The idea of “Hard-boiled” is closely related to “Pulp Fiction,” or dime novels, so called because they were quickly written and cheaply printed on low-grade paper. The archetypal “hard-boiled” detective was “Ben Jardinn,” the anti-hero of the 1930 serial, Black Mask Serial. Created by Raoul Whitfield, the appropriate style writing was brisk and no nonsense and to the point. Always from a masculine point of view, these Los Angeles novels told stories of men down on their luck, struggling to keep their heads above water, only to be dragged under by a treacherous femme fatale who lured them into murder. In the declining days of a once-proud community of Victorian homes, Bunker Hill, writers such as John Fante (Ask the Dust) and James M. Cain typed away in the sordid but inspirational surroundings in a declining neighborhood in the heart of downtown Los Angeles. Like Dashiell Hammett and Raymond Chandler, these men were tortured souls who were alcoholics.

But a new genre of novels emerged from these dark days: The Maltese Falcon, 1930, by Dashiell Hammett, They Shoot Horses, Don’t They? The Postman Always Rings Twice, 1934 by James M. Cain, 1935 by Horace McCoy, Double Indemnity, 1936, by Cain, The Day of the Locust, 1939 by Nathanael West, Farewell My Lovely, 1940 by Chandler, and Mildred Pierce, 1941, also by Cain. All of these novels were made into films or “B movies” or the second feature of a double feature. During the war, films had to be made economically and these small, cheaply made, masterpieces, given little respect in their time, were directed by some of the greatest German directors of their time, such as Edward Dymtryk, and starred “B” list actors, such as Fred McMurray and Alan Ladd and Veronica Lake.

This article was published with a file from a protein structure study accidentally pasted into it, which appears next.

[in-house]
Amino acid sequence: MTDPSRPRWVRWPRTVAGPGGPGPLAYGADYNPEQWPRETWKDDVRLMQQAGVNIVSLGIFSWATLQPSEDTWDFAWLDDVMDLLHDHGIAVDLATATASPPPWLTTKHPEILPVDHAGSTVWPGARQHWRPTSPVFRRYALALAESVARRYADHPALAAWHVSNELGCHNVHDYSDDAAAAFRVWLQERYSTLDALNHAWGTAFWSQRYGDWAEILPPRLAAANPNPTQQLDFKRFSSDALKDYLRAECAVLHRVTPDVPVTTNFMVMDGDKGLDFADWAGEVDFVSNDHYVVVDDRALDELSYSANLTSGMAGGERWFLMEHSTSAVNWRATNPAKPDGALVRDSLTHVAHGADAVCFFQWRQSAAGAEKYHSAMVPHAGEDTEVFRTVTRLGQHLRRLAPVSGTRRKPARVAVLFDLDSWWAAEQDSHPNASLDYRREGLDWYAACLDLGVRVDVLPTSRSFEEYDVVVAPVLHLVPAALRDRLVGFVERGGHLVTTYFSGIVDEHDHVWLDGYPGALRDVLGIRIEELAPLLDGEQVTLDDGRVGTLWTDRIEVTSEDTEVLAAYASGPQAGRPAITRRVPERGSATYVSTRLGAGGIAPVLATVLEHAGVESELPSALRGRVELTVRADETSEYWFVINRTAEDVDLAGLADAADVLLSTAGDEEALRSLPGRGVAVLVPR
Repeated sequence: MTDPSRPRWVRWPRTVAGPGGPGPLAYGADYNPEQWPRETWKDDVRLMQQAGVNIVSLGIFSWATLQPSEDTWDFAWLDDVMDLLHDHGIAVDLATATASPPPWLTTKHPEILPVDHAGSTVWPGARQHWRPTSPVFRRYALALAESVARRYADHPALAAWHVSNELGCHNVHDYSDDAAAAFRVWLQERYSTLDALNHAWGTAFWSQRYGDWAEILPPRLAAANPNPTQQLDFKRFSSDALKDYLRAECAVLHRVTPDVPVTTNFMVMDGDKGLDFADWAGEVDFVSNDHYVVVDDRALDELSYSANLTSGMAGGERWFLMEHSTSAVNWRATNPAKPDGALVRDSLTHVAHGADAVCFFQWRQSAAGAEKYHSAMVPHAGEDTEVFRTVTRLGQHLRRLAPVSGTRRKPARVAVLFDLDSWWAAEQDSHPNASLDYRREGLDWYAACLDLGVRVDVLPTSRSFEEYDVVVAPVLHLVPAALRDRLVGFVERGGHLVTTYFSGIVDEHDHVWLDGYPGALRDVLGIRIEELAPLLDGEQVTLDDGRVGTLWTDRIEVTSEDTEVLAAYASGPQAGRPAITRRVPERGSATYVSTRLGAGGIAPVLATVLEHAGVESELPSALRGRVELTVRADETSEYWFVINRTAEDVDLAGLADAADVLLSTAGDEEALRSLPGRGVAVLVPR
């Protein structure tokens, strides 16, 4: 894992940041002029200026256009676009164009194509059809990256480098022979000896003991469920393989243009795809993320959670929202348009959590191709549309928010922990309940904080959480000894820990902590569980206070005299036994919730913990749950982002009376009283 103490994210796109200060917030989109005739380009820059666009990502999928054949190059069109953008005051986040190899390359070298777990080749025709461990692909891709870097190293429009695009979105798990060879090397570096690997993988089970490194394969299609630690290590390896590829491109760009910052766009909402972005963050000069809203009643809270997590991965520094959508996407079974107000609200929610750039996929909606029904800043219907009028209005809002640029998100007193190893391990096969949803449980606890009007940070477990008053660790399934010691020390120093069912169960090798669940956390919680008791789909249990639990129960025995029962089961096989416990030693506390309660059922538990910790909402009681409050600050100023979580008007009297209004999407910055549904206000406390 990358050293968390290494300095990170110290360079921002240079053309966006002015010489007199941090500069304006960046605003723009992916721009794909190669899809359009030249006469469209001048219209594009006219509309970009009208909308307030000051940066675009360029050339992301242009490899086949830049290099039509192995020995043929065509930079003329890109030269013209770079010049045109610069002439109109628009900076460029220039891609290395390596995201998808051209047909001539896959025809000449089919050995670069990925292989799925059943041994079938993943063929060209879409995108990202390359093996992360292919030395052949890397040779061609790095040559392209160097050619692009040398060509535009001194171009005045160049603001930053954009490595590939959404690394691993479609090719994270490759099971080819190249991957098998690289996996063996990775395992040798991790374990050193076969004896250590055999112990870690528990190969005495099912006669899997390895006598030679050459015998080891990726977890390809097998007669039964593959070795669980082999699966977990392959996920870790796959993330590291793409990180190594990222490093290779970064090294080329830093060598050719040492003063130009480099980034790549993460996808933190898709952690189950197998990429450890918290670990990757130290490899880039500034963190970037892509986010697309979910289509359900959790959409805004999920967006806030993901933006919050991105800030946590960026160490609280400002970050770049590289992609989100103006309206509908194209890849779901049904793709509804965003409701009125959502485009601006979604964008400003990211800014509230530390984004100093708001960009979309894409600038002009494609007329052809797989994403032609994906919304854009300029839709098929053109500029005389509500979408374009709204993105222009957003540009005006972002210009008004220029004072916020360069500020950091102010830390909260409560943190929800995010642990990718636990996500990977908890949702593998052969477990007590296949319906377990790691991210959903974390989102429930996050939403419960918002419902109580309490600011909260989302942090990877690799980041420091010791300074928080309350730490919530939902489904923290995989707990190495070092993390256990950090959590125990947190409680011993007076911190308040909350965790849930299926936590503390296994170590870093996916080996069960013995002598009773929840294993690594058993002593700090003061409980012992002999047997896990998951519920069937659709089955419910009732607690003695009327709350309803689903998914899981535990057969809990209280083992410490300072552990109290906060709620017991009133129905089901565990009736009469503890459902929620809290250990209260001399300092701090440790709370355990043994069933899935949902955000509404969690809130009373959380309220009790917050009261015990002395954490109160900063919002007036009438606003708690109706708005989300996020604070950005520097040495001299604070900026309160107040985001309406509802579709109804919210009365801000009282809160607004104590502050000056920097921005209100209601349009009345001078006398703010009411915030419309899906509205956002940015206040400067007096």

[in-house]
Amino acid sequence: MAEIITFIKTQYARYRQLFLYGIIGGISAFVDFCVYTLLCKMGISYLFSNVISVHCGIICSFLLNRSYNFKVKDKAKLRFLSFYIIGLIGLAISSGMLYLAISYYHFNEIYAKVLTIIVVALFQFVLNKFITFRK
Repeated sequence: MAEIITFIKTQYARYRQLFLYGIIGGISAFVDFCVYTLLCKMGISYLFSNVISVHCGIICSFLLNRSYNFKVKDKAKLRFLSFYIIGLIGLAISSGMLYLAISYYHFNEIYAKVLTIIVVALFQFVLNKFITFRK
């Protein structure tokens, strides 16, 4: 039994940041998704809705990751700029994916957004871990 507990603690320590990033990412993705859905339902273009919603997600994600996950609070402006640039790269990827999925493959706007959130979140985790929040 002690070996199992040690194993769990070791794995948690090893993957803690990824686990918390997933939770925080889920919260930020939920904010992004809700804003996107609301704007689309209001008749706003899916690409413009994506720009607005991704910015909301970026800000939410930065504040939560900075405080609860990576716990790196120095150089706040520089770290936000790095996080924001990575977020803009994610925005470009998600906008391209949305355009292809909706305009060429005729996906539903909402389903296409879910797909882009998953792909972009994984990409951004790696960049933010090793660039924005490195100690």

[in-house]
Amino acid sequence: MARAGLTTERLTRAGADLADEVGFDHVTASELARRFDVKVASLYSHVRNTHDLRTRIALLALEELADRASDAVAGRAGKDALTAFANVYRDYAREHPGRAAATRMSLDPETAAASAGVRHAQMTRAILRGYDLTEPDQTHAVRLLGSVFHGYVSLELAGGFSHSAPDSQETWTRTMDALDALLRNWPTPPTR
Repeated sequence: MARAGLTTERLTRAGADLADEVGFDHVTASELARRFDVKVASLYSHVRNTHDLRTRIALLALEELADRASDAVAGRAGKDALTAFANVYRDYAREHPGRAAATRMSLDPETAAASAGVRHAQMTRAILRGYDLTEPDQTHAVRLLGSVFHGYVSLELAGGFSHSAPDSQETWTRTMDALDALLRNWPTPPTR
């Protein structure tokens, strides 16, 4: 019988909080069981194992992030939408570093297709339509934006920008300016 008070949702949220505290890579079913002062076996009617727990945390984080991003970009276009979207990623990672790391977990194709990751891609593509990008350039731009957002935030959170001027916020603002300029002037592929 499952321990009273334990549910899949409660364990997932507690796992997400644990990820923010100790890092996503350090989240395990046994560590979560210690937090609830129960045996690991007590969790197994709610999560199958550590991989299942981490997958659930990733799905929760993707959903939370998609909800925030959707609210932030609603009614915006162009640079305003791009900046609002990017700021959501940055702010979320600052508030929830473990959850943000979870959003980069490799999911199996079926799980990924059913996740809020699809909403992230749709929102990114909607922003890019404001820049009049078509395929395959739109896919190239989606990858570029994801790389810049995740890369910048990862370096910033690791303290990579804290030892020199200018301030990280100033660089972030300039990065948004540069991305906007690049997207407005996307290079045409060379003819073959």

The gloomy and fatalistic themes were combined with imported German Expressionist cinema in which there was no moral right or light, only dark shadows and dark characters. While not making an overt comment upon the bankruptcy of capitalism, these novels were turned into films by leftist auteurs, including Dmytryk, Ring Lardner, Jr., Ben Maddow, Carl Foreman, and Dalton Trumbo, etc. Not recognized as a form of Marxist cinema, these movies were a subversive realism, a critique that could have only come out of Los Angeles where corruption was rampant and Germany where morality had taken a holiday. The crime movies, featuring a gangster underclass as minor background characters, highlighted middle and upper class corruption. The ugliness of humanity sprang horribly off the pages with the Black Dahlia case of 1946, a still-unsolved murder of a prostitute.

Strangely, instead of being stranded as period pieces, these throwaway “B” movies were greatly admired by French film critics after the War was over. Unlike the American audience who saw these crime movies over time, the French could view these films as a single body of work and named them “film noir,” or dark film. Few art forms, either literary or visual, have implanted themselves into the minds of such a large and international audience. The strong chiaroscuro, the legendary voice-over, the dangerous woman, the wary detective, these devices have never gone out of style. Beginning in the 1970s, a wave of “nostalgia” films re-visited the noir style for two decades: from Chinatown to Pulp Fiction to Devil in a Blue Dress in America to Hard-Boiled in Hong Kong, the regional style of writing recreated by the local “culture industry” converted the world to the homegrown indigenous art of Los Angeles.